# How does correlation between independent variable and error term imply dependence of the independent variable on the dependent variable?

We know that a crucial assumption of employing OLS is that the independent variable and the error terms are uncorrelated. That is the "textbook" definition. I've seen in many (1, 2) online sources that if the independent variables and the error terms are correlated, violating strict exogeneity, this also means that the dependent variable $$X$$ is dependent on the independent variable, $$Y$$. What I don't understand is how correlation between $$X$$ and $$\mu$$ translates into a depdendence of $$X$$ on $$Y$$. For example,

Consider the model: $$Y = \beta Y_{t-1} + \mu_t$$

For this model the independent variables are correlated with the terror term: $$E[y_t \epsilon_t]=E[(\beta y_{t-1}+ \epsilon_t)\epsilon_t] \qquad (by \ \ \ y_t=\beta y_{t-1}+ \epsilon_t)$$ $$\quad \qquad =\beta E[y_{t-1} \epsilon_t]+E[\epsilon_t^2]$$ $$\quad \qquad =E[\epsilon_t^2] \qquad \qquad \qquad \quad (by \ \ \ E[y_{t-1} \epsilon_t]=0)$$ $$\quad \qquad =\sigma^2 \qquad \qquad \qquad \quad \quad (by \quad \epsilon_t \sim N(0, \sigma^2))$$

That is, for $$y_{t+1}$$, $$y_t$$ is an independent variable but is correlated with an error term.

My question is: This doesn't mean in anyway that $$y_t$$ is dependent on $$y_{t+1}$$. Is that statement wrong or am I missing something?

• On the contrary, this is an explicit dependence between $y_t$ and $y_{t+1}.$ Are you perhaps confusing dependent (in its probability-related definition) with "causally related"?
– whuber
Feb 2, 2021 at 16:27
• But in that case, wouldn't the dependent and independent variable be dependent even if the errors are not correlated? (Since the correlation between X & Y is what lets us model Y as a function of X?) Feb 2, 2021 at 18:13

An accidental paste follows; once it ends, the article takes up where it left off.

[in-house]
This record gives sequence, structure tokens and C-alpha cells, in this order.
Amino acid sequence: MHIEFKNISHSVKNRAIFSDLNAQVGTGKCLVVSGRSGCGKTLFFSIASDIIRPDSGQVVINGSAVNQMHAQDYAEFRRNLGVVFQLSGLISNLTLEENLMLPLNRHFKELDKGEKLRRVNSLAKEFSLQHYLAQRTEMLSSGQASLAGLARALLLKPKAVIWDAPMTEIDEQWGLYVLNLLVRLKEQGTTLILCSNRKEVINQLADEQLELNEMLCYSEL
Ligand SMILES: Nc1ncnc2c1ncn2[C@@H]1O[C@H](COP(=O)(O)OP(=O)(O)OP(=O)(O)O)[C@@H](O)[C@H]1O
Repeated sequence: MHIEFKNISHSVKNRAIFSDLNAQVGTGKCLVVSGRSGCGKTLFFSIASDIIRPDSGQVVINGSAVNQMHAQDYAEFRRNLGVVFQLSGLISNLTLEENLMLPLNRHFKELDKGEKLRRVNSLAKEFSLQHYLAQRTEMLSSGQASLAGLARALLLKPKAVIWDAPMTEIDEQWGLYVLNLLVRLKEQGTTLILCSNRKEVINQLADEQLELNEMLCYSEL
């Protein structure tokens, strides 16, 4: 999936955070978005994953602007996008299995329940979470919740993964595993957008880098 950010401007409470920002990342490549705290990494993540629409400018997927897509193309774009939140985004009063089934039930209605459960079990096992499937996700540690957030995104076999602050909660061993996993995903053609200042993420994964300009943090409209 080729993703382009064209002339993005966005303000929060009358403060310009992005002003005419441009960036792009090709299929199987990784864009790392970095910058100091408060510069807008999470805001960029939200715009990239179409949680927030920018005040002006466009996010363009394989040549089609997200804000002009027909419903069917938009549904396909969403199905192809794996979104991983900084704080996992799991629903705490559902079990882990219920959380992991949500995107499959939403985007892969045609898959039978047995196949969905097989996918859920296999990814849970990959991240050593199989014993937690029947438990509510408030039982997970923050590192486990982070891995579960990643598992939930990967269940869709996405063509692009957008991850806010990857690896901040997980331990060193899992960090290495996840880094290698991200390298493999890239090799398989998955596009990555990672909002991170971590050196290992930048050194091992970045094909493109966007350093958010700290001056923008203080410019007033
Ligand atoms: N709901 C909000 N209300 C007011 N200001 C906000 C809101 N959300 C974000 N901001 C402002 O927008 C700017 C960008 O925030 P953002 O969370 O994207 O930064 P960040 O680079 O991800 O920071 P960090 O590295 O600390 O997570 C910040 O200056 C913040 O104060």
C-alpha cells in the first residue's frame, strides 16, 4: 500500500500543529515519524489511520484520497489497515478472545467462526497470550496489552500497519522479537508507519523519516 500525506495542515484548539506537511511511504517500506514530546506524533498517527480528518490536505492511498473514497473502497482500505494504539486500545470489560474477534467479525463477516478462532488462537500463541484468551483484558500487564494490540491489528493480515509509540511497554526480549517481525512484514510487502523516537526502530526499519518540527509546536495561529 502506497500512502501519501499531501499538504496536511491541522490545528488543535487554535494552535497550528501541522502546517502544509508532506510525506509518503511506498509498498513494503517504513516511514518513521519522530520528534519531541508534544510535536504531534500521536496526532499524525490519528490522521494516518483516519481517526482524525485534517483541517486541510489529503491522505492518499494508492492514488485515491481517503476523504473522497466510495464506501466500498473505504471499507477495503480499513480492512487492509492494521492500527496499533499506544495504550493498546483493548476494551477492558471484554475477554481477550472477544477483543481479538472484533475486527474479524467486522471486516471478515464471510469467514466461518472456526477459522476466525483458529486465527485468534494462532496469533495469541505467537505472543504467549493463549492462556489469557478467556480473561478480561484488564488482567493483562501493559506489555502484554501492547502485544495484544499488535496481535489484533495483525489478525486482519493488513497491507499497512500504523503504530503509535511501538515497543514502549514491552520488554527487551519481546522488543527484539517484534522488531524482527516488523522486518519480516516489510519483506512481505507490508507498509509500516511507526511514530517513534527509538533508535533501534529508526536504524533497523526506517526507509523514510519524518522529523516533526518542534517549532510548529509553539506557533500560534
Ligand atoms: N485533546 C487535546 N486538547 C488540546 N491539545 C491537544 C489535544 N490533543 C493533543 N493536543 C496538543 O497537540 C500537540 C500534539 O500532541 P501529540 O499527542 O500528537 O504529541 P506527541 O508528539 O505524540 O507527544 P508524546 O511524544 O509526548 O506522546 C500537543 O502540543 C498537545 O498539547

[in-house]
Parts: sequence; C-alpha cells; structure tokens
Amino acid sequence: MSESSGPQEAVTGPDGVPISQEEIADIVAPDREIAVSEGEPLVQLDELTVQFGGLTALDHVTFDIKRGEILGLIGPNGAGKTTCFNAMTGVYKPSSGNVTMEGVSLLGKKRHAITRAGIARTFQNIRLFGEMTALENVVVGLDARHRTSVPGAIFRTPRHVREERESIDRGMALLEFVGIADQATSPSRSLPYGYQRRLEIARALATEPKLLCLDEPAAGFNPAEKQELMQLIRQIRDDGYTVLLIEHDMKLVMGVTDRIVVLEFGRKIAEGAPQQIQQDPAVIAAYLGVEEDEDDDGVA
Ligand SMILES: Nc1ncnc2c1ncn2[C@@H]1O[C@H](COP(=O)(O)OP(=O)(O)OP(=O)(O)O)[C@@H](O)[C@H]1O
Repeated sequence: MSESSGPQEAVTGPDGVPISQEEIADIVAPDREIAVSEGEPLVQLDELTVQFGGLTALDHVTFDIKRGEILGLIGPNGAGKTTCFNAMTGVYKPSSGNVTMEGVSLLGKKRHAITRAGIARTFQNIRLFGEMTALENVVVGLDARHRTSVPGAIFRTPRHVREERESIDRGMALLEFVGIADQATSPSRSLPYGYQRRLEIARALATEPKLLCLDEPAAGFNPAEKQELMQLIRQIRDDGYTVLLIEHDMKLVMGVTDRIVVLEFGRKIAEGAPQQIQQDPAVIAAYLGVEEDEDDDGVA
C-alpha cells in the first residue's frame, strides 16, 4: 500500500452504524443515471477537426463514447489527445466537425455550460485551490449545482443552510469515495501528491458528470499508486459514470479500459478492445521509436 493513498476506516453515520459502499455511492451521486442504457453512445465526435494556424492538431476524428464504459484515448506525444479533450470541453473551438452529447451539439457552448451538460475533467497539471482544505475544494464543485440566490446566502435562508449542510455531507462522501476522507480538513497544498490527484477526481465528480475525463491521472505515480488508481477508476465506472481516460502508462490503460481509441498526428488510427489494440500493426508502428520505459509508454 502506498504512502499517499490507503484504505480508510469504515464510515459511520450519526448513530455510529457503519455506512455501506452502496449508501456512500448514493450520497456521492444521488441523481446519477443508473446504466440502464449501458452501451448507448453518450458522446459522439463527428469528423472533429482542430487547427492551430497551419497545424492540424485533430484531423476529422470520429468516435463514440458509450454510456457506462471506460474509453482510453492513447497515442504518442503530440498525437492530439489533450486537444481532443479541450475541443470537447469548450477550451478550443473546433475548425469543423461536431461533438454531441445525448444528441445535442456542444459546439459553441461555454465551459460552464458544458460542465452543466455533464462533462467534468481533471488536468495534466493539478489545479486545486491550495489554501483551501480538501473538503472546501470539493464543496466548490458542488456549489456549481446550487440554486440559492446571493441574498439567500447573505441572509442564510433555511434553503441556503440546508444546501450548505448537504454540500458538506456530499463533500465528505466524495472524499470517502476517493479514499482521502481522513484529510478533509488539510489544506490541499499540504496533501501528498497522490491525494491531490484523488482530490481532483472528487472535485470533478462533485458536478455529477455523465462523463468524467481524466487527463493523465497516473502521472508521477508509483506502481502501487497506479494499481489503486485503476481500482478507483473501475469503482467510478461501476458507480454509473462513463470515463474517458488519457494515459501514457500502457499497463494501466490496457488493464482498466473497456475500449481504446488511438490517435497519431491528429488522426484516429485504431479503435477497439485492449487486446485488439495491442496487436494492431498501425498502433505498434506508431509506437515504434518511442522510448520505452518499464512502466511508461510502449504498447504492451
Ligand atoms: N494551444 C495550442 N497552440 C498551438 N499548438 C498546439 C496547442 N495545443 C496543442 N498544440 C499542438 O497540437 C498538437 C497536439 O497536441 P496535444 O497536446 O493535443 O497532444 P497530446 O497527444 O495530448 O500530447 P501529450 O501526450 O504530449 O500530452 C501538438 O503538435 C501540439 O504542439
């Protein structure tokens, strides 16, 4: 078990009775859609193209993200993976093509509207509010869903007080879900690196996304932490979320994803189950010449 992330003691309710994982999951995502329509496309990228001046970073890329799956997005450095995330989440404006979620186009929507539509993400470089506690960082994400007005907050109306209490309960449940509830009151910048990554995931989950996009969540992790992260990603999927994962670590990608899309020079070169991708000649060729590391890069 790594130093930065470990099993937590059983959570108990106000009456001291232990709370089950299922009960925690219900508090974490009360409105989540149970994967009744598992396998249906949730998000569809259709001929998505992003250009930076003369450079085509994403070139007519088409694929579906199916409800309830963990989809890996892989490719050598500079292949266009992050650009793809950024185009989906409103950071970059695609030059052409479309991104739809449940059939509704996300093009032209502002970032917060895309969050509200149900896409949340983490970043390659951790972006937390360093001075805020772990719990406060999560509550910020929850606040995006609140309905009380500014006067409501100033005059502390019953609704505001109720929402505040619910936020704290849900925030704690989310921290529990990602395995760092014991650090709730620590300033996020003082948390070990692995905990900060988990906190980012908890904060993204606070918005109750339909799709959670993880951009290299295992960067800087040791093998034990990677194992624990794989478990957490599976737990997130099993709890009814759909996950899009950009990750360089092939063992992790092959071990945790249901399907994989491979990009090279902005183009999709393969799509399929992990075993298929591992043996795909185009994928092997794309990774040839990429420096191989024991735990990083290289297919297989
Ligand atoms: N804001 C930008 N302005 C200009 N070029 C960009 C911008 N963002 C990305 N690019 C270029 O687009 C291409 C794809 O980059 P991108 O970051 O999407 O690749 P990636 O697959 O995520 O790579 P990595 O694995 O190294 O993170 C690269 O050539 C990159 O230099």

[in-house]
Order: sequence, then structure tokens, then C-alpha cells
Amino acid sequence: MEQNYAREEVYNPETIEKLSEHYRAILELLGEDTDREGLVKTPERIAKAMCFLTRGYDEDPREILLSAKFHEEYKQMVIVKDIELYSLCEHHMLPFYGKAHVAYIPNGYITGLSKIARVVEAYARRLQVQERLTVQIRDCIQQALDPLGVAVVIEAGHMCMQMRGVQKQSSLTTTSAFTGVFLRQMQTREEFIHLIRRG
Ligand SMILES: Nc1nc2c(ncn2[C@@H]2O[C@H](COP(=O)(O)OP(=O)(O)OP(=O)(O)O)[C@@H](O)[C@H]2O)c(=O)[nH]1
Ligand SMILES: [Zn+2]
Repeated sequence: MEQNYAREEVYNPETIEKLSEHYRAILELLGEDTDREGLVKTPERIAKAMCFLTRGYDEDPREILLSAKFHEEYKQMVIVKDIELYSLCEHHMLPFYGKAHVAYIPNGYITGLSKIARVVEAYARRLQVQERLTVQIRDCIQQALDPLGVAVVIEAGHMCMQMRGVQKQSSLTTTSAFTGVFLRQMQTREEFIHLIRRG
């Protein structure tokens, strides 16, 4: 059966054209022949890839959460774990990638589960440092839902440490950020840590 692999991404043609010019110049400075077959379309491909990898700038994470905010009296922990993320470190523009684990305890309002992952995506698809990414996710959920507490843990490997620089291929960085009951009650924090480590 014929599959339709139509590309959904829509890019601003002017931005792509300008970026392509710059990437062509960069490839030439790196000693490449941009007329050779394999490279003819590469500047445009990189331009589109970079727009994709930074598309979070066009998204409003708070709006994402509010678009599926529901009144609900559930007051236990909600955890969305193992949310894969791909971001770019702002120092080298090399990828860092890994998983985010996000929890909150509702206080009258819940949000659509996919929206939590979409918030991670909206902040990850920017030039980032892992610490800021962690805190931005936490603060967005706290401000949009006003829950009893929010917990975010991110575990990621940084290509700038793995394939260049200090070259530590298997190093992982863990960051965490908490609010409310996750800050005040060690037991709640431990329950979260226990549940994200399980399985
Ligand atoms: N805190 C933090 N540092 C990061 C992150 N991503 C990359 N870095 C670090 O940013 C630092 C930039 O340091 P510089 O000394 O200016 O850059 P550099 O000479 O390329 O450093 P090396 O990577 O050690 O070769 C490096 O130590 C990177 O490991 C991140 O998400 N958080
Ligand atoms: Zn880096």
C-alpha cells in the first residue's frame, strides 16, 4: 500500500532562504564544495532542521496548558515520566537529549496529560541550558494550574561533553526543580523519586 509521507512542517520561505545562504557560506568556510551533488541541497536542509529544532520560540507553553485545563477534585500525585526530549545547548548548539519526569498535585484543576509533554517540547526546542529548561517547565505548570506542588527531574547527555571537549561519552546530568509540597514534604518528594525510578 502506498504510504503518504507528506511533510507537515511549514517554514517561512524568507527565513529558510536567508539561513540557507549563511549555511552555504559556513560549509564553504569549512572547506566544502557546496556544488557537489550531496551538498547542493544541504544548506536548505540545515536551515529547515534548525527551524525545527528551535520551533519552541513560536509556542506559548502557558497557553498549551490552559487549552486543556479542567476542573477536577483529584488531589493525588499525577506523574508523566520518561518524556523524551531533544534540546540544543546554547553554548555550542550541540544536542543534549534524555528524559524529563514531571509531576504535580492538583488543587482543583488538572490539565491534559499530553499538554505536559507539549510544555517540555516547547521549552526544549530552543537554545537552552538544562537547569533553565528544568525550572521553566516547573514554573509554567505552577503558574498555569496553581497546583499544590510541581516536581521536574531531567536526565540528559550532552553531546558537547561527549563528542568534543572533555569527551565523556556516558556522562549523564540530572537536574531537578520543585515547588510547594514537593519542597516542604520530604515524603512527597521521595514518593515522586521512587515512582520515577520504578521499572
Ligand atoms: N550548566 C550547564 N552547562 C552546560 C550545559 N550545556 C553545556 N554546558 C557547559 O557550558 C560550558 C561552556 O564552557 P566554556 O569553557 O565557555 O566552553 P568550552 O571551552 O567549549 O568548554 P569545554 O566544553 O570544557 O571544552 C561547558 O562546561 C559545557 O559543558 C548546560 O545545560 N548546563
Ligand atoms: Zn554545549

• Dependence and correlation differ. To check independence, you need to apply the definition; but one way to demonstrate lack of independence is to show the correlation is nonzero. Generally, when $Y$ is any non-constant random variable, and $\mu$ is an independent random variable, and $Z=f(Y,\mu)$ is some function of those two variables, you would not expect $Z$ to be independent of either $Y$ or $\mu.$ In the case $f(Y,\mu)=\beta Y+\mu$ with $\beta\ne 0$ it is straightforward to show non-independence because the covariance of $Y$ and $Z$ is nonzero.
– whuber
Feb 2, 2021 at 18:19

Hi: When dealing with lagged dependent variables in time series models, things can become clearer if you write the model out this way: ( at first you used $$u$$ and then later you used $$\epsilon$$. I will use $$\epsilon$$ ).

First, use the lag operator:

$$Y_t(1- \beta L) = \epsilon_t$$

Then, divide both sides by $$(1-\beta L)$$:

$$Y_t = \sum_{i=0}^{\infty} \beta^{i} \epsilon_i$$

So, $$Y_t$$ is dependent on the current $$\epsilon$$ and all past $$\epsilon$$ but $$\epsilon$$ is the only thing on the RHS so the OLS orthogonality condition doesn't really apply because there aren't any regressors for $$\epsilon$$ to be correlated with. Does that make sense ? $$\epsilon$$ is the only regressor in the model really.

Note: This AR(1) model still cannot be estimated by OLS because the $$\beta$$ estimate will be biased but its not due to the condition you mentioned. The biased-ness arises in a complicated way and I can't remember how at the moment. There was another thread where someone explained how it arises but I forget the name of the thread. maybe search for "Why is AR(1) OLS estimate biased ?".

UPDATE: Below is not what I was looking for but still quite useful-interesting. It explains the biasedness using your argument but the dependence is on PAST $$\epsilon$$ rather than the current $$\epsilon$$. That dependence also violates the OLS condition. So, if you want to think of the reason as stemming from the argument below, that might be more suitable for you since it's closer to yours. Still, there's another argument for how the biasedness arises that focuses on the formula for $$\hat{\beta}$$ in OLS but I failed to find it. Anyway, sorry for confusion and maybe below is the best way to think about it since I failed to find the other argument !!!!!

What's wrong if I fit the auto-regression with OLS?